While it did not have the ending that most fans would have liked to see, in retrospect, the 2016 season was a spectacular campaign for the Louisville Football program. The Cards cracked the top 5 for almost half of the season, getting as high as #3 for just the second time in school history. They hosted College GameDay for the first time in program history and took full advantage of it, as well as being featured on College GameDay the very next week. Once the season ended, stadium expansion finally broke ground, and the efforts to make Papa John’s Cardinal Stadium and the Schnellenberger Complex top tier football facilities were well underway.
However, let’s not forget the main reason why 2016 was so special. Lamar Jackson. The electric sophomore quarterback took the college football world by storm. His 51 total touchdowns set a new ACC record, was also good for 4th best in NCAA history, and his 4,928 total yards set a new Louisville record. He was the third person to join the 30 passing TD, 20 rushing TD club (Tim Tebow, Cam Newton), and the only one to do it in the course of the regular season. But the cornerstone of Lamar Jackson’s amazing season, was capping off the college football awards season by winning the prestigious Heisman Trophy, becoming the first player in Louisville history to do so.
With all the stats and accolades that Lamar Jackson accumulated in 2016, one would think that this would be enough for the national college football media to take note and keep an eye on Louisville Football for 2017. Or at least give them a little bit of respect in the preseason.
Well, not exactly. This is Louisville Athletics we’re talking about. We’ve become accustomed to not getting the respect we feel that we’ve earned. You know what they say: the more things change, the more they stay the same. Or to put it more bluntly:
Same S**t, Different Day.
Earlier this week, the first AP Top 25 came out with Louisville landing firmly at #17. I get it, we ended the season on a three game skid, with two of those games being blowouts. Even with the Heisman winner, I personally think that #17 is somewhat justifiable. Although with all the improvements in the coaching staff and roster that Louisville saw in the offseason, I believe they deserved at least #15. But let’s move on from that. Surely the most electric player in college football is getting some love, right?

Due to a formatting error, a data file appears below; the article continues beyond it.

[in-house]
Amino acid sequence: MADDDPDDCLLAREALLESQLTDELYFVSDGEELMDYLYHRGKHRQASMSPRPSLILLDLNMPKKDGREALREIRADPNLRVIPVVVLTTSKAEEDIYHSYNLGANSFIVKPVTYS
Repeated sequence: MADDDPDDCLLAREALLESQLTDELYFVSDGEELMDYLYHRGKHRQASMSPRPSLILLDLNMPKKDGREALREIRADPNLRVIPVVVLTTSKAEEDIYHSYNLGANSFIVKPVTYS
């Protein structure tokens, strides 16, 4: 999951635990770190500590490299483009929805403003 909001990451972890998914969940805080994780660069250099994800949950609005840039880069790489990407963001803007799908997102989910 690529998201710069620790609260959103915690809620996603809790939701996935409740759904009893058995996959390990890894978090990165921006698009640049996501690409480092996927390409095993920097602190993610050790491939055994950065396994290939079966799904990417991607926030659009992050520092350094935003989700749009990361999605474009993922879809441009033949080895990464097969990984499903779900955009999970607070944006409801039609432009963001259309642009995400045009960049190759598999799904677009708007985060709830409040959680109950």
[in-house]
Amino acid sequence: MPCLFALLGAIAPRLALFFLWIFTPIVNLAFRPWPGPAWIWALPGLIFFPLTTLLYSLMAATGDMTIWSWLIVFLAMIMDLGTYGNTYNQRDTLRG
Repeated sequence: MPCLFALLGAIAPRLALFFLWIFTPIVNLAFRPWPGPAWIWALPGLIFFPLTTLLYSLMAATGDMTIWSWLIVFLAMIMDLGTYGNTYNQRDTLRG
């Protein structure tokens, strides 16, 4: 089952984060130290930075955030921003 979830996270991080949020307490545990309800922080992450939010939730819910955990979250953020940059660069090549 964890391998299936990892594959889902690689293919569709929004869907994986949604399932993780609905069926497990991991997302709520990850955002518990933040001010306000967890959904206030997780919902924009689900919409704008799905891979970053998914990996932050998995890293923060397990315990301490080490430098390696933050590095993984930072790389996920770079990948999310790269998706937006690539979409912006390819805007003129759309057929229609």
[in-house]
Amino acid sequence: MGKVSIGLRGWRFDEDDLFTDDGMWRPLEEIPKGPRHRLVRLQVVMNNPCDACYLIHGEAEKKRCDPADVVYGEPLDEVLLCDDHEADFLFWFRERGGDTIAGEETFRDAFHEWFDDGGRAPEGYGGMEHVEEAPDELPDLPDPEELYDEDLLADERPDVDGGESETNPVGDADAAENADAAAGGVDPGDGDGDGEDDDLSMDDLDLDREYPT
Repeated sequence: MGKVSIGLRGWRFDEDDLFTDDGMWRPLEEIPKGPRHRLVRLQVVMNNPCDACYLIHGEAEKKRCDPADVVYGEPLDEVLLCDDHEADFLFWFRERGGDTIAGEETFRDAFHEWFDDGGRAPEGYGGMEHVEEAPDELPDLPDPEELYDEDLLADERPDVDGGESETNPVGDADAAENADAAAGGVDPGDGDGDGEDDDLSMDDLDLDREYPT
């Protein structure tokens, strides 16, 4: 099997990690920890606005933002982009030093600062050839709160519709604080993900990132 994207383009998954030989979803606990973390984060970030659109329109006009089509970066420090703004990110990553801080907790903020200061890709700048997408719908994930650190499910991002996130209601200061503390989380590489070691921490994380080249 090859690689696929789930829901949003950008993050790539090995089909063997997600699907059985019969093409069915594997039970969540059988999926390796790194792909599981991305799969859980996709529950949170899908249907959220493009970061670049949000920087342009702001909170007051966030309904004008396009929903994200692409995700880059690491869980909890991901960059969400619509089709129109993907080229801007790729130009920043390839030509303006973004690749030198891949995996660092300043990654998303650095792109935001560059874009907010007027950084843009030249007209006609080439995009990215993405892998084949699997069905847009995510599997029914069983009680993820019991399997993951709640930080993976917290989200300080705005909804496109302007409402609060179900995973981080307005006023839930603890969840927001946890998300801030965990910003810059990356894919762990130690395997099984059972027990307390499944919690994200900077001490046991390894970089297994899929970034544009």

Here are the top 5 college football players going into the 2017 season according to our experts.
Do you agree? pic.twitter.com/b0aMPwMB7K
— ESPN (@espn) August 1, 2017
ESPN’s picks for the top 5 players in all of college football doesn’t include Lamar? The reigning Heisman Trophy & Maxwell Award winner and Walter Camp Player of the Year? Not to discredit Derwin James, but we haven’t seen him on the field that much due to injury. Baker Mayfield at #3? I know Baker got an invite to New York last year, but you know who else did? Lamar. Plus losing a safety valve like Dede Westbrook to the NFL will probably cause Mayfield to see a dip in production this year. Derrius Guice? It doesn’t help that he took advantage of 3rd and Grantham last year, so I guarantee that helped get the hype train going for him.
Alright, so they don’t think he’s a top 5 player in college football. What about a top 5 QB?
— FOX College Football (@CFBONFOX) August 4, 2017
You gotta be kidding me.
J.T Barrett had less rushing and passing touchdowns than Lamar, and also had a lower QB rating. Mason Rudolph, a pocket passer, threw for less touchdowns than Lamar, and only threw for 548 more yards than him. Trace McSorley? Look me in the eyes and tell me with a straight face that Trace McSorley is a better QB than Lamar Jackson.
I get that it’s hard to win the Heisman and it’s even harder to repeat, but the disrespect he’s getting is a tad ridiculous. Fortunately for Lamar, he doesn’t take the disrespect personally. In an interview with the media following a practice, he actually said “I wasn’t on the list last year either”. To me, this sounds like he’s using it as motivation. I’m excited to see how he makes all these so-called “experts” look foolish.